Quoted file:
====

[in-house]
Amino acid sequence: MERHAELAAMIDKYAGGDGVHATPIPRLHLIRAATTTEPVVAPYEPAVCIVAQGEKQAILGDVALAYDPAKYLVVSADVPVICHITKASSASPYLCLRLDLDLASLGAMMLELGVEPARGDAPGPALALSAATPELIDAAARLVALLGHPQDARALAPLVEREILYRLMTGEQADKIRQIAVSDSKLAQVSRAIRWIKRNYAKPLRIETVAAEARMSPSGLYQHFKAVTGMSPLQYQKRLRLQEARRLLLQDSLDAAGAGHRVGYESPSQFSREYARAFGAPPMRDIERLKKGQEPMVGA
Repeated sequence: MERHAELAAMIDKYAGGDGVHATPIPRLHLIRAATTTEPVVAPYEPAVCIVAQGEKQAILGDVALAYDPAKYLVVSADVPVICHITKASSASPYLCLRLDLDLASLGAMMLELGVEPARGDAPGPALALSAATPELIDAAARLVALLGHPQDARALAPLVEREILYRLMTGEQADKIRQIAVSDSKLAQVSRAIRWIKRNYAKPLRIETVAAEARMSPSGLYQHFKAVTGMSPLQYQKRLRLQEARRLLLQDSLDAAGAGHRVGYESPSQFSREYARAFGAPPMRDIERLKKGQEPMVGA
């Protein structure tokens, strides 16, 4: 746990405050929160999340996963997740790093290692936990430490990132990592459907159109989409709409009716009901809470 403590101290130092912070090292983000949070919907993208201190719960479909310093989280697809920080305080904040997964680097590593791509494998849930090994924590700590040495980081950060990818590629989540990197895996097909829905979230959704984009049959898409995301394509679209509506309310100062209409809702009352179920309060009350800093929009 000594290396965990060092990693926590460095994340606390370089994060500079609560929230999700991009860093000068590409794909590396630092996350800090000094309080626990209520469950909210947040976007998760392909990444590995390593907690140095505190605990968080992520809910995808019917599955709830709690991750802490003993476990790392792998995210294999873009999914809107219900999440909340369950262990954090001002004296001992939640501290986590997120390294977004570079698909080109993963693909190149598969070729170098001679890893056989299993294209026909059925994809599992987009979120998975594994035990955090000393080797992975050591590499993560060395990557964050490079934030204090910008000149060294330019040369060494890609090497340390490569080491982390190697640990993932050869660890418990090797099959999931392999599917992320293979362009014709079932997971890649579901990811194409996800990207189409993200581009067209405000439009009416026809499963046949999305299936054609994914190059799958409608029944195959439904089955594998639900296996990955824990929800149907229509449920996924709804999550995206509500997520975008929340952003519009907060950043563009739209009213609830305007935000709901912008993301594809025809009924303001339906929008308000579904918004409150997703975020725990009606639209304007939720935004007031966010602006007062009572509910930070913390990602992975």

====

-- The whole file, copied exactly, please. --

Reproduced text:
[in-house]
Amino acid sequence: MERHAELAAMIDKYAGGDGVHATPIPRLHLIRAATTTEPVVAPYEPAVCIVAQGEKQAILGDVALAYDPAKYLVVSADVPVICHITKASSASPYLCLRLDLDLASLGAMMLELGVEPARGDAPGPALALSAATPELIDAAARLVALLGHPQDARALAPLVEREILYRLMTGEQADKIRQIAVSDSKLAQVSRAIRWIKRNYAKPLRIETVAAEARMSPSGLYQHFKAVTGMSPLQYQKRLRLQEARRLLLQDSLDAAGAGHRVGYESPSQFSREYARAFGAPPMRDIERLKKGQEPMVGA
Repeated sequence: MERHAELAAMIDKYAGGDGVHATPIPRLHLIRAATTTEPVVAPYEPAVCIVAQGEKQAILGDVALAYDPAKYLVVSADVPVICHITKASSASPYLCLRLDLDLASLGAMMLELGVEPARGDAPGPALALSAATPELIDAAARLVALLGHPQDARALAPLVEREILYRLMTGEQADKIRQIAVSDSKLAQVSRAIRWIKRNYAKPLRIETVAAEARMSPSGLYQHFKAVTGMSPLQYQKRLRLQEARRLLLQDSLDAAGAGHRVGYESPSQFSREYARAFGAPPMRDIERLKKGQEPMVGA
């Protein structure tokens, strides 16, 4: 746990405050929160999340996963997740790093290692936990430490990132990592459907159109989409709409009716009901809470 403590101290130092912070090292983000949070919907993208201190719960479909310093989280697809920080305080904040997964680097590593791509494998849930090994924590700590040495980081950060990818590629989540990197895996097909829905979230959704984009049959898409995301394509679209509506309310100062209409809702009352179920309060009350800093929009 000594290396965990060092990693926590460095994340606390370089994060500079609560929230999700991009860093000068590409794909590396630092996350800090000094309080626990209520469950909210947040976007998760392909990444590995390593907690140095505190605990968080992520809910995808019917599955709830709690991750802490003993476990790392792998995210294999873009999914809107219900999440909340369950262990954090001002004296001992939640501290986590997120390294977004570079698909080109993963693909190149598969070729170098001679890893056989299993294209026909059925994809599992987009979120998975594994035990955090000393080797992975050591590499993560060395990557964050490079934030204090910008000149060294330019040369060494890609090497340390490569080491982390190697640990993932050869660890418990090797099959999931392999599917992320293979362009014709079932997971890649579901990811194409996800990207189409993200581009067209405000439009009416026809499963046949999305299936054609994914190059799958409608029944195959439904089955594998639900296996990955824990929800149907229509449920996924709804999550995206509500997520975008929340952003519009907060950043563009739209009213609830305007935000709901912008993301594809025809009924303001339906929008308000579904918004409150997703975020725990009606639209304007939720935004007031966010602006007062009572509910930070913390990602992975």